Land Without Limits

Whale Watching in the Great Bear Rainforest

Geoff Moore

Whale watching is considered a top experience in the Great Bear Rainforest, one of the best places on the planet for wildlife sightings, located in the Pacific West Coast of British Columbia, Canada. All year round, you can visit this pristine area and embark on tours to encounter some of the most diverse and exciting animals in existence, including several species of whales. The months from April to October are optimal for whale watching in the Great Bear Rainforest and the surrounding regions, with the peak season being from May to September.

Whale watching tours leaving from Bella Coola are available from Spring to Fall with local providers such as Maple Leaf Adventures and Bella Coola Grizzly Tours. Both companies are sure to provide you with unforgettable memories alongside these magnificent creatures, but their tours can book up months in advance. Make sure to plan ahead, grab your camera and binoculars, and embark on this one in a lifetime adventure!

Humpback Whales: The Majestic Giants

humpback whales


Humpback whales are frequently spotted in the waters of the Great Bear Rainforest. When you’re out whale watching, you can easily identify these majestic giants by their distinctive back hump and impressive size: they reach lengths of up to 19 meters and a staggering weight of 36,000 kilograms. Imagine witnessing a whale of this size propelling itself out of the water just beside your boat – it’s truly one of the most unique moments nature can offer.

With lifespans of 80 to 90 years, these whales embark on migrations of up to 8,000 kilometres between breeding and feeding grounds, consuming up to 300 pounds of food daily, mainly consisting of shrimps and small fish.

The humpback whales of the Great Bear Rainforest are not only truly remarkable but also essential to the local economy and environment. They draw thousands of tourists each year seeking special moments with them, and the Coastal First Nations of British Columbia have long recognized humpback whales as integral to the region’s coastal ecosystem.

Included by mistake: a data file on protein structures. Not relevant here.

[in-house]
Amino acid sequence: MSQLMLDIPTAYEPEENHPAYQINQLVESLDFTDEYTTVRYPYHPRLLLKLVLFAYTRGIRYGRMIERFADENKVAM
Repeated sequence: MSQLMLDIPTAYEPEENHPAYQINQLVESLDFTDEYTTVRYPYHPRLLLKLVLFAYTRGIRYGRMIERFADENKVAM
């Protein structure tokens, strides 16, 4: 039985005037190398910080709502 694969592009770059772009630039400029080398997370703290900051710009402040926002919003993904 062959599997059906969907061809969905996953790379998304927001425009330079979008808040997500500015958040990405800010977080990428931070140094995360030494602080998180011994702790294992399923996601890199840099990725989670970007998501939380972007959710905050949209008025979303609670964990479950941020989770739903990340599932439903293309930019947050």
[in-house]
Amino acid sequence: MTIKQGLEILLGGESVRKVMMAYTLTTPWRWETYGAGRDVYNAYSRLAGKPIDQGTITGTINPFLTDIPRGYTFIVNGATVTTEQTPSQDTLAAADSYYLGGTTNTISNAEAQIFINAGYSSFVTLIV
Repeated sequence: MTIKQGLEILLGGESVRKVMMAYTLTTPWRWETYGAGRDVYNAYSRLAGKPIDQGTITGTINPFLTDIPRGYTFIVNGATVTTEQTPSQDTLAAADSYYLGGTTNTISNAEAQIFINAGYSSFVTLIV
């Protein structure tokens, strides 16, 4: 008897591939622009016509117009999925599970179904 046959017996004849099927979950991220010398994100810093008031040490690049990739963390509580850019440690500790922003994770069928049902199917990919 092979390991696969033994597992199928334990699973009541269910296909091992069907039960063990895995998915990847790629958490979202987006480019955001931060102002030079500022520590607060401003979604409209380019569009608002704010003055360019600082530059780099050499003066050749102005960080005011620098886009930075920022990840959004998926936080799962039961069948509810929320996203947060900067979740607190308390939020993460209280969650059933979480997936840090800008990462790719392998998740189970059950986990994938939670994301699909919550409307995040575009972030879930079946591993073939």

Orcas: The Formidable Hunters

bc whale watching

Geoff Moore

Orcas, also known as killer whales, are actually the largest part of the dolphin family, but their overall size is what sets them apart from others in their suborder, with males ranging from 6 to 8 metres and females from 5 to 7. These incredible creatures are easily recognizable by their black-and-white bodies while you’re on a whale watching outing in the Great Bear Rainforest, and are known to be extremely intelligent and social animals with unique migratory patterns and hunting techniques.

Transient orcas in the Northeastern Pacific roam along the coastlines and may travel hundreds of kilometres in search of prey, while resident orcas tend to remain within specific home ranges where they have established social structures and feeding grounds. Despite their names, orcas are not a threat to humans and are also a major draw for ecotourism in the Great Bear Rainforest.

Fin Whales: The Graceful Behemoths

whales bc

Mikhail Nilov

At up to 20 meters long, fin whales are the second-largest creatures on Earth. These graceful behemoths are not as easy to spot on a whale watching tour in the Great Bear Rainforest as other whales since they don’t usually stay near coastal lines, except in one specific inlet: The Kitimat Fjord System (KFS), a network of channels, islands, and shallow sills.

Since a population of around 100 fin whales has been found frequenting the fjord system, it’s been a mystery as to why they choose to stay in the area and so close to shore. Reasons might include remoteness, vast numbers of zooplankton for the whales to eat, or a place to hide from predatory killer whales.

Lucky for us, this is the only place on earth where fin whales can be spotted from the shore, and you can expect to see them mostly from June to October in the Great Bear Rainforest.

Grey Whales: The Resilient TraveLlers

whale watching tours bc

Venti Views

Grey (or gray) whales can be spotted on whale watching tours in the Great Bear Rainforest along with other species in the Chatham Sound and Prince Rupert area, where they stop for feeding and along migratory routes. These resilient travellers undertake one of the longest migrations of any mammal, travelling between their breeding grounds in Mexico and their feeding grounds in the Arctic.

April is often a good month to spot the beauty of the grey whales as they journey northward along the coast, and usually from late September to early November as they go southward back to Mexico.

Minkes: The Elusive Ones

whale watching bc

Karl-Heinz Müller

Sightings of the elusive minke whale while whale watching in the Great Bear Rainforest are not as common as other species, but they are not unheard of, especially in the summer months as they migrate along the shores. Minke whales are often solitary animals, but they can be seen in small groups. They’re also known for swimming quickly and diving when approached by boats, so consider yourself lucky when you spot one of these mysterious animals!

The coastal waters of the Great Bear Rainforest are truly blessed to be frequented by so many species of these magnificent marine giants, making whale watching an essential addition to the bucket list of anyone seeking an intimate and astonishing experience with nature.